GOT7 are the brand new rookie boy group under JYP Entertainment. This is their first mini album, which was released on January 20, 2014.
No strong feelings either way on this cover. I wish they’d put a little more effort into it, seeing as this is GOT7’s debut, but I’m sure that’ll come in later releases.
As the newest group to debut under the JYP label, GOT7 waste no time making their presence and stylistic focus known on 여보세요 (Yeoboseyo; Hello), a bass-heavy track with clear hip hop influence. The first time I heard this song, I was impressed by the rap skills of the rap line which, I believe, is comprised of Mark and Jackson, which is interesting to me because neither of them are native Koreans. I also really liked how the straight hip hop of the verses and chorus were balanced out by the softer, more R&B-led pre-chorus, seemingly in a nod to the gradual reemergence of R&B in the mainstream. This is a bold and forceful opening track that leaves me excited to hear the rest of the album.
The ending of 여보세요 leads straight into the beginning of GOT7’s debut single, Girls Girls Girls. This song follows in the spirit of its predecessor with a heavy hip hop beat and confident delivery on the vocal front, along with the amusingly, almost tauntingly cocky hook “Girls, girls, girls, they love me!” It’s somewhat funny to hear rookies sing a song that leaves so little to the imagination, but I think that’s exactly what the members of GOT7 and their management at JYP are getting at – a confident song with a lot of “swagger” (used loosely here) to contrast the group with their more sensitive peers. Whether you believe them or just get a chuckle at lines like “Every lady wants a piece of me,” you have to admit that the approach works in the boys’ favor here, for better or worse.
난 니가 좋아 (Nan niga joa; I like you) hasn’t received any special promotion since the boys of GOT7 debuted a few days ago, but it seems to be a fan favorite already, and I can see why. It’s a catchy tune with a fun soundbite bearing its title that loops throughout, and the members’ different strengths really get a chance to shine through here. The verses are quite rap-heavy but are dealt a degree of grace by the rappers of the group, who get to show off their rather impressive flow, and the choruses take a straight vocal approach that contrast the verses nicely. I wasn’t super impressed with this track upon the first listen, simply because it initially struck me as too similar to the other tracks I’d heard, but it has grown on me to a considerable degree since then and I now totally understand why it’s a favorite.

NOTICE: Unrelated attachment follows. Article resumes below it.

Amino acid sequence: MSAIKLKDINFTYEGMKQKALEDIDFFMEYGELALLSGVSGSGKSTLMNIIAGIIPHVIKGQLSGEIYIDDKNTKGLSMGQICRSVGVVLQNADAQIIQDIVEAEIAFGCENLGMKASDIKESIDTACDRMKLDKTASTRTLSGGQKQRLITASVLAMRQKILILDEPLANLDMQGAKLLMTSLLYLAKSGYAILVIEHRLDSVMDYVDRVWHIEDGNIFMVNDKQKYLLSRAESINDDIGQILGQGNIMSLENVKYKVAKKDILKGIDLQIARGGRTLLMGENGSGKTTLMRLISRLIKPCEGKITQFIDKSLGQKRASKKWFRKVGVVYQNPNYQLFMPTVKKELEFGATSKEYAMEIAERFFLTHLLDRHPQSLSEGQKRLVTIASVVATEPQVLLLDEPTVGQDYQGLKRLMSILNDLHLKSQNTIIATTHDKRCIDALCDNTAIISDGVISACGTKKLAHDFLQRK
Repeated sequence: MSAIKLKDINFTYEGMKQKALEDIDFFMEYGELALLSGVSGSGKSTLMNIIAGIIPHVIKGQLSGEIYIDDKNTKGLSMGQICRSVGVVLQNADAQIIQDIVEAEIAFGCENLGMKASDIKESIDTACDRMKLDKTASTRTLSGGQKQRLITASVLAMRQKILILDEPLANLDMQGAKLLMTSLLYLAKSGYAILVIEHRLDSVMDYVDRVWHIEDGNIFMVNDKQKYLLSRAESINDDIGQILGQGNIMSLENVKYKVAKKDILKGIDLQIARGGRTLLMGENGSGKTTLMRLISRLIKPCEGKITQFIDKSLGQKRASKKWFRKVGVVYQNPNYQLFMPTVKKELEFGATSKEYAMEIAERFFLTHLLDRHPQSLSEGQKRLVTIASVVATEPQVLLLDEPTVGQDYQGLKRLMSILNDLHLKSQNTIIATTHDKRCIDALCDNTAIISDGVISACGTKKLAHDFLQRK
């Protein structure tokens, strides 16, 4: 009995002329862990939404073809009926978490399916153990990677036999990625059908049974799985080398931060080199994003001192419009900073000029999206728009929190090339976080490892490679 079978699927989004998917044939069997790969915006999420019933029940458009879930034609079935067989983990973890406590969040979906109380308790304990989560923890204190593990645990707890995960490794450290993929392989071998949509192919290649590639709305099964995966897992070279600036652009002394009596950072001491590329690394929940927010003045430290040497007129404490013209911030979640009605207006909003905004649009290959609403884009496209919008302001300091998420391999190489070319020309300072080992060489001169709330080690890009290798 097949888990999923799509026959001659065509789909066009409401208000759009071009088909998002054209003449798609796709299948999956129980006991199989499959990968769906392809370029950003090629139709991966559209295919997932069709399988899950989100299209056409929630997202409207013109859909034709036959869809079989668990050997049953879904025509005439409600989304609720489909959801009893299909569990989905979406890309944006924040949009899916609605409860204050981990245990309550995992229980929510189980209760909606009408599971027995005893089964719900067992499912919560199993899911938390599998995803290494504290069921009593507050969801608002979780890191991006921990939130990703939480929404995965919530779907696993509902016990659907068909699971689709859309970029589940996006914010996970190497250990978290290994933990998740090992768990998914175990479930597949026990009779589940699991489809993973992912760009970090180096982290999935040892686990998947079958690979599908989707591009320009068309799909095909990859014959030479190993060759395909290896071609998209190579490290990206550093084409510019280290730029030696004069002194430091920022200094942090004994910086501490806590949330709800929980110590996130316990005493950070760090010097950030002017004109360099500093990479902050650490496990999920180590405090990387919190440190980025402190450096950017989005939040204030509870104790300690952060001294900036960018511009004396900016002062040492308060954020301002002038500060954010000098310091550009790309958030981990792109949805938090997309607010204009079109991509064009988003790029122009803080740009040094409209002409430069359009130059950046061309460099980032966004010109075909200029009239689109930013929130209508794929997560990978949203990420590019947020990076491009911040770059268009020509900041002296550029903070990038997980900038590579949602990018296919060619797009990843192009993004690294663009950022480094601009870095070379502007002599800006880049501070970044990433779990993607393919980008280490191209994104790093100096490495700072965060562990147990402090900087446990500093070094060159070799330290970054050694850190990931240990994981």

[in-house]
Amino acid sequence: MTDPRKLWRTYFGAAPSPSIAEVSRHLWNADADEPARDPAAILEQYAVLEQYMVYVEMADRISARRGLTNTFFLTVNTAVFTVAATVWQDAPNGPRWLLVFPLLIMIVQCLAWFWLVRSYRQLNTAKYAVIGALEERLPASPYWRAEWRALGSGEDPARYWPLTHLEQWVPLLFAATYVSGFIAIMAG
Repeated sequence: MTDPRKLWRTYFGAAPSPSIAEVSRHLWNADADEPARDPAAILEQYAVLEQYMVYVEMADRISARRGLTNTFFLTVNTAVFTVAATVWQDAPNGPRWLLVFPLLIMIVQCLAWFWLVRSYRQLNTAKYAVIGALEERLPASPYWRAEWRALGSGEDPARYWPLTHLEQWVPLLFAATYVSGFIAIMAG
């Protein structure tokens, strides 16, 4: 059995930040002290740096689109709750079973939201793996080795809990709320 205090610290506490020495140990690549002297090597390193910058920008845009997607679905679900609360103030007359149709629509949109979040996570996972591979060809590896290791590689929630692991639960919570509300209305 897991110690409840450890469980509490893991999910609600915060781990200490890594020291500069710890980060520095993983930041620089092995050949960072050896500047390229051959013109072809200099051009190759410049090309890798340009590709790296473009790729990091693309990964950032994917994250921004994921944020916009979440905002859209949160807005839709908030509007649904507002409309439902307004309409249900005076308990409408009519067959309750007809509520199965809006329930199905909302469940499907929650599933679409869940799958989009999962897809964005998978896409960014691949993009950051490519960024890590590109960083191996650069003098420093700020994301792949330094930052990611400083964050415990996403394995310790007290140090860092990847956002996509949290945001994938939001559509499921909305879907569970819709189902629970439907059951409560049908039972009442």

Despite this, the most rap-centric track on the mini is yet to come. 따라와 (Ttarawa; Follow me) consists almost entirely of rapping save for some short pre-chorus verses and a simple, almost nursery rhyme-esque chorus. I can definitely see why this track was chosen to be performed alongside Girls Girls Girls – because it’s the kind of hip-hop song that will really drive the focus of the group home – but I have to say it’s not exactly my favorite. If I had to put my finger on why, it’d probably be because there wasn’t quite enough vocal on it, which is kind of a shame.
However, all my vocal needs are met here in the penultimate track. Though all of the songs heretofore have been primarily hip hop-based with subdued nods to R&B, Like Oh actually takes on more of a club sound, which is totally all right by me. In fact, this is the first GOT7 track I listened to and the midtempo, vocally-oriented arrangement is what got me hooked. Though not missing the essential bass-heavy sound of the other tracks, the slowed down synth-centric instrumental brings a new flavor to the group’s (admittedly small) repertoire, and I really enjoyed this new dimension to their sound. The vocals on this track were great, particularly whenever the harmonies came in, and I also enjoyed the looping soundbite that played throughout this song. Along with the opener and the lead single, this is probably my favorite song from the album thus far.
Interesting that the producers of this album would choose the last slot to place the most downtempo, mellow song on the tracklist, when I feel the album could have probably used the tempo change a few tracks ago. In any case, Playground certainly slows things down quite a bit, and it’s an endearing effort for sure – they manage to incorporate vocals and rapping in more or less equal distribution and it suits the slower arrangement quite well. There’s nothing particularly outstanding about this track, but nonetheless it is fairly solid and closes the album off on a relaxing note.
Summary: It’s been a while since I cared about a rookie boy group – the debut of NU’EST, more specifically – so I guess you might call me a bit jaded when it comes to K-Pop nowadays. But hey, can you blame me when 20+ rookie groups debut each year? Anyway though, I’m not sure what compelled me to give GOT7 a chance, but whether it was intuition or merely giving in to hype, I’m totally glad I did. Here GOT7 have a pretty solid collection of songs that have effectively cemented their stylistic focus and sound, and since I’m a big fan of cohesiveness this goes a long way in my book. Furthermore, I appreciated how they managed to work in some genre diversity, but wish they could have worked it into the tracklist more subtly rather than just pushing them toward the end, or perhaps even added another non-purely-hip-hop track to spice things up even futher. In conclusion, I’m quite pleased with this new batch of rookies and am looking forward to what JYP might have cooking for them in the future.
Album Grade: A-
여보세요 | Girls Girls Girls | 난 니가 좋아 | Like Oh